MAYS LANDING, N.J. -- Twenty-four hours into rehab, we found an emotional Jason Amaral fighting through the first critical hours of detox.
He'd just learned his younger brother Andrew, who is also an addict, was back on the streets because he could not find an open bed for treatment.
"He's running around Boston getting high again, so ... I don't know. Can you stop the camera for a second?" Jason said as he started crying.
It had already been a rough first day for Jason. He walked into recovery after a drug binge.
He allowed our cameras to follow him the day before as he roamed the streets of Boston in search of drug money and heroin.
That morning, he crushed and snorted pills from a toilet seat in City Hall and he met friends to shoot up in the middle of the day.
And then that night, we watched him inject more heroin laced with the powerful drug fentanyl -- not once, but twice -- before his best friend, Mike Duggan, arrived.
Mike is a recovering addict who's been clean seven years and came to take Jason to rehab. "It's life or death. Like you will die if you don't get it this time. It's just really what it comes down to," Mike told him.
Mike traveled by plane with Jason from Boston to South Jersey, to make sure Jason made it to Recovery Centers of America in time.
"Me and Jason ran together. We got involved with a lot of this stuff together. Fortunately I was able to find [treatment] a lot sooner. I've been terrified for him for years," Mike told us.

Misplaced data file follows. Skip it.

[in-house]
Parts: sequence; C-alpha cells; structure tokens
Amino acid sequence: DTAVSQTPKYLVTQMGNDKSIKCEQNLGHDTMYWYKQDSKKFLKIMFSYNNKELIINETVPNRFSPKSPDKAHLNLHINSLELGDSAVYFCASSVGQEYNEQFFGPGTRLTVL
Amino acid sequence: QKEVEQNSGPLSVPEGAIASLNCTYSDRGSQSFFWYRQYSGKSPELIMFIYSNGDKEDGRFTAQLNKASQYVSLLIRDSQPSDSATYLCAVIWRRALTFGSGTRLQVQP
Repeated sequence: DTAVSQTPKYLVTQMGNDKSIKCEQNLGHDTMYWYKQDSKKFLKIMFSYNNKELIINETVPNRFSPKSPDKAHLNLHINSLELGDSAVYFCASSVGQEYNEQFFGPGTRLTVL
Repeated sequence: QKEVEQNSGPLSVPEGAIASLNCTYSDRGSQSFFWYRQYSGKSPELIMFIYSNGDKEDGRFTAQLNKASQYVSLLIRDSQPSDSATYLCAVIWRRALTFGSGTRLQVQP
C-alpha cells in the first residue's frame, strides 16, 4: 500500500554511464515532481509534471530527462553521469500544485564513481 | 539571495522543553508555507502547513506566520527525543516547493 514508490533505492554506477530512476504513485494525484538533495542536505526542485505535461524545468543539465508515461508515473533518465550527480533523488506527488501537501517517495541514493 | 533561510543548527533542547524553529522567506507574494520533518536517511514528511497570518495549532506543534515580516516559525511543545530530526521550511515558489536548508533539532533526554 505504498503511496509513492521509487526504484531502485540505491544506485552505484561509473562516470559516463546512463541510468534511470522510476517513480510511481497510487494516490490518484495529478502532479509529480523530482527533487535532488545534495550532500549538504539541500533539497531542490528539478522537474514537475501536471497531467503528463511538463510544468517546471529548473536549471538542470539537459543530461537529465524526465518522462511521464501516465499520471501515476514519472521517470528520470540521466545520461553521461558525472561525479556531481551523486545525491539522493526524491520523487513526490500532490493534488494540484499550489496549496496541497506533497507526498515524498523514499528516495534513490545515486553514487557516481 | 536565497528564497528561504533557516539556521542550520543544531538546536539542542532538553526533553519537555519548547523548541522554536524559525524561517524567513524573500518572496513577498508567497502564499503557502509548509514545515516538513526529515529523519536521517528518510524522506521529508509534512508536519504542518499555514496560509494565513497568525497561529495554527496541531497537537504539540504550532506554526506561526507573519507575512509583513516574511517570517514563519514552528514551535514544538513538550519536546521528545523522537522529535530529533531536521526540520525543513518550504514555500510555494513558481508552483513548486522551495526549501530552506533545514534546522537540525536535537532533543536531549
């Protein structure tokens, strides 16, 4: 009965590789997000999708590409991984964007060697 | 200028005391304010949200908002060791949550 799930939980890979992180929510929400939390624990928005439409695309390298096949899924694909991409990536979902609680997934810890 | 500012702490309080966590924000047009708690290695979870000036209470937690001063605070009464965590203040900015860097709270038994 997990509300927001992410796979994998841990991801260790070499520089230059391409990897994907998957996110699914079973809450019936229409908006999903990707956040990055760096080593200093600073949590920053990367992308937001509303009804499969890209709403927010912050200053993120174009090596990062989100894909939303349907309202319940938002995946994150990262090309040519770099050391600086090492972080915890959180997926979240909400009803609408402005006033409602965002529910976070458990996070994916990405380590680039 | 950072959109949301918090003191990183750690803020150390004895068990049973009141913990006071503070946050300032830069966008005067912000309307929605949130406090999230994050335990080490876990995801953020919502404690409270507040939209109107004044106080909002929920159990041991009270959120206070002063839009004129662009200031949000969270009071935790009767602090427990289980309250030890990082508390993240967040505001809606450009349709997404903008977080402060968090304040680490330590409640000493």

When he arrived, Jason was asked what brought him into treatment.
"I honestly don't know how to live a normal life sober. I don't know how to deal with life," Jason said. He was visibly uncomfortable as he was forced to give up the pills he had in his bag.
"We're passionate about recovery," the woman greeting him said, "we believe in what we do, and we know that people get well. And you can get well, and we can help you get there."
In one of his first therapy sessions, Jason was given a bat and told to confront his addiction.
"I'm never gonna overdose! My brother won't overdose! He's gonna survive! He's gonna get it this time!" Jason said as he beat a cushion with the bat. "You won't take anything from me or my family again!"
"I feel better. I took a lot of anger out on it. I never did that before," he said afterwards.
It was that day's small victory.
To get his mind and body off drugs, Jason is encouraged to do exercise and yoga. The goal is to replace the synthetic high from heroin with a natural high -- an endorphin kick.
"There's gonna have to be a bigger part of me that wants to stay clean than a bigger part of me that wants to get high. Cause there's always gonna be a part of me that wants to get high. Always. For the rest of my life and I know that," Jason told us. "It's a disease. I'm gonna always wanna get high for the rest of my life."
"Are you afraid of dying?" we asked him.
"I'm afraid of getting high and dying is what it is. You know what I mean? I don't want to die using drugs. I don't want my legacy to be this kid overdosed, you know?"
We weren't allowed to record Jason's medication process, but he was slowly weaned off heroin with opiate replacement drugs over the first seven days.
If you or a loved one is struggling with addiction, resources are available. Visit one of the links below:
- Recovery Centers of America
- Hotline: 1-800-RECOVERY
- National Center on Addiction and Substance Abuse
- National Association of Addiction Treatment Providers
- Substance Abuse and Mental Health Service Administration (SAMHSA)
- SAMHSA National Help Hotline: 1-800-662-HELP
- Wicked Sober
- HOPES: Unified Voices For Change
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